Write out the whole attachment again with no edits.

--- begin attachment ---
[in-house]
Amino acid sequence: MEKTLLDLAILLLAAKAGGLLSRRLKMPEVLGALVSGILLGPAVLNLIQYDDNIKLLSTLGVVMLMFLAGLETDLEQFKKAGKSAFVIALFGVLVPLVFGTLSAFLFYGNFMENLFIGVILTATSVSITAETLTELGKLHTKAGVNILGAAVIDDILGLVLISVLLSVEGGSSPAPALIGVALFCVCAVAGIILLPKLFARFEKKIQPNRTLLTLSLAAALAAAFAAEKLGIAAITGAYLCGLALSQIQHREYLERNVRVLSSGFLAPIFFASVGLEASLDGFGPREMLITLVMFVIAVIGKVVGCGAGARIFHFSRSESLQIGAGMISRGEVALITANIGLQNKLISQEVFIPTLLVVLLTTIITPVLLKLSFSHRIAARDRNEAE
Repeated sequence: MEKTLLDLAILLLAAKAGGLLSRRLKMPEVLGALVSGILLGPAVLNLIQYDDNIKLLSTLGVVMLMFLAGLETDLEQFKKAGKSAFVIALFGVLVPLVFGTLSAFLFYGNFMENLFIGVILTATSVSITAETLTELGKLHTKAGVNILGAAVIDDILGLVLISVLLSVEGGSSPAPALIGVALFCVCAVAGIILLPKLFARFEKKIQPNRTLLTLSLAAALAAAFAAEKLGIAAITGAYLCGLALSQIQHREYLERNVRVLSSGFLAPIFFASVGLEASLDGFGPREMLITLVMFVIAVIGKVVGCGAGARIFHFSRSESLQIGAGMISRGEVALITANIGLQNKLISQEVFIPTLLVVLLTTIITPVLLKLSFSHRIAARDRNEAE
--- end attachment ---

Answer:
[in-house]
Amino acid sequence: MEKTLLDLAILLLAAKAGGLLSRRLKMPEVLGALVSGILLGPAVLNLIQYDDNIKLLSTLGVVMLMFLAGLETDLEQFKKAGKSAFVIALFGVLVPLVFGTLSAFLFYGNFMENLFIGVILTATSVSITAETLTELGKLHTKAGVNILGAAVIDDILGLVLISVLLSVEGGSSPAPALIGVALFCVCAVAGIILLPKLFARFEKKIQPNRTLLTLSLAAALAAAFAAEKLGIAAITGAYLCGLALSQIQHREYLERNVRVLSSGFLAPIFFASVGLEASLDGFGPREMLITLVMFVIAVIGKVVGCGAGARIFHFSRSESLQIGAGMISRGEVALITANIGLQNKLISQEVFIPTLLVVLLTTIITPVLLKLSFSHRIAARDRNEAE
Repeated sequence: MEKTLLDLAILLLAAKAGGLLSRRLKMPEVLGALVSGILLGPAVLNLIQYDDNIKLLSTLGVVMLMFLAGLETDLEQFKKAGKSAFVIALFGVLVPLVFGTLSAFLFYGNFMENLFIGVILTATSVSITAETLTELGKLHTKAGVNILGAAVIDDILGLVLISVLLSVEGGSSPAPALIGVALFCVCAVAGIILLPKLFARFEKKIQPNRTLLTLSLAAALAAAFAAEKLGIAAITGAYLCGLALSQIQHREYLERNVRVLSSGFLAPIFFASVGLEASLDGFGPREMLITLVMFVIAVIGKVVGCGAGARIFHFSRSESLQIGAGMISRGEVALITANIGLQNKLISQEVFIPTLLVVLLTTIITPVLLKLSFSHRIAARDRNEAE